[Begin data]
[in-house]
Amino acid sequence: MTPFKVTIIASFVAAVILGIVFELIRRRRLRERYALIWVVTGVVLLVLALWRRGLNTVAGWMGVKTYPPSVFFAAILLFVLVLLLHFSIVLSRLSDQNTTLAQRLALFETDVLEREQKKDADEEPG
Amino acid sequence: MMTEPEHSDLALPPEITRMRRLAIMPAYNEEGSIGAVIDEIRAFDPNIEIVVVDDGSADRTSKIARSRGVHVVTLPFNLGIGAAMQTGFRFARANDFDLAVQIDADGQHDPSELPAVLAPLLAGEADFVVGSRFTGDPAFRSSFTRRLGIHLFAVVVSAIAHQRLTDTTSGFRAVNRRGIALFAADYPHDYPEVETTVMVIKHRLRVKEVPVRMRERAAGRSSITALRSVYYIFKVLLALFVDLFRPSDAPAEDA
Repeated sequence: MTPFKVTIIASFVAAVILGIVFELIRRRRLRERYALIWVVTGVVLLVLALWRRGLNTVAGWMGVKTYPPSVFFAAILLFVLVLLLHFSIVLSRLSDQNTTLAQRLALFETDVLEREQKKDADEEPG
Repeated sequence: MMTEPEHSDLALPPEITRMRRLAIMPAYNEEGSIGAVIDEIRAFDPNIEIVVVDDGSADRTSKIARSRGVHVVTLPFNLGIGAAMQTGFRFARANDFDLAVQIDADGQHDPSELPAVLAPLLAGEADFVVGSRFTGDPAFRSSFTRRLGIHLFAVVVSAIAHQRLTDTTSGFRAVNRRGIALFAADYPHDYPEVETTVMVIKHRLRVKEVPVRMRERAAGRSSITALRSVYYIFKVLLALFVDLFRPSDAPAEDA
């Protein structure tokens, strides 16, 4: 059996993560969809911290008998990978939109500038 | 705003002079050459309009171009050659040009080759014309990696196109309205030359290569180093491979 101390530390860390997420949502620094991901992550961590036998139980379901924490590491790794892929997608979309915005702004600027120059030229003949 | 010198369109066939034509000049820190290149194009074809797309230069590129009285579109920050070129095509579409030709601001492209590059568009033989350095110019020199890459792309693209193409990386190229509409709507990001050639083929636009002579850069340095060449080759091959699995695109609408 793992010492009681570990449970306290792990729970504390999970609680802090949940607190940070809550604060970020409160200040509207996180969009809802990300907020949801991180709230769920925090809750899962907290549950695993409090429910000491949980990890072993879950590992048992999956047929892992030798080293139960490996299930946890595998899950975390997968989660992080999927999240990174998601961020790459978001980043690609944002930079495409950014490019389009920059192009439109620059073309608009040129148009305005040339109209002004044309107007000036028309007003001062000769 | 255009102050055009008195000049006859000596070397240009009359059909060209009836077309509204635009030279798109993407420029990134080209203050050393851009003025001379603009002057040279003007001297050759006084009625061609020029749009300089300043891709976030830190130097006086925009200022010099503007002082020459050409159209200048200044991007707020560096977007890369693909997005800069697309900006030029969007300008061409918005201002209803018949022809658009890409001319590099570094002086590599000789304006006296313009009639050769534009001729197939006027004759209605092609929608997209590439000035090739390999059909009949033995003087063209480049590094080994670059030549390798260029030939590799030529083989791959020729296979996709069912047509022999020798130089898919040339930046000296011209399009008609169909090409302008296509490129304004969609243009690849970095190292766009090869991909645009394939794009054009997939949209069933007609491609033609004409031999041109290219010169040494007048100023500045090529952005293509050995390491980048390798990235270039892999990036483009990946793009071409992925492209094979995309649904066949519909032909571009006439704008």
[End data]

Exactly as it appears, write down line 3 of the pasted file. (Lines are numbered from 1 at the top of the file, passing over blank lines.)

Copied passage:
Amino acid sequence: MMTEPEHSDLALPPEITRMRRLAIMPAYNEEGSIGAVIDEIRAFDPNIEIVVVDDGSADRTSKIARSRGVHVVTLPFNLGIGAAMQTGFRFARANDFDLAVQIDADGQHDPSELPAVLAPLLAGEADFVVGSRFTGDPAFRSSFTRRLGIHLFAVVVSAIAHQRLTDTTSGFRAVNRRGIALFAADYPHDYPEVETTVMVIKHRLRVKEVPVRMRERAAGRSSITALRSVYYIFKVLLALFVDLFRPSDAPAEDA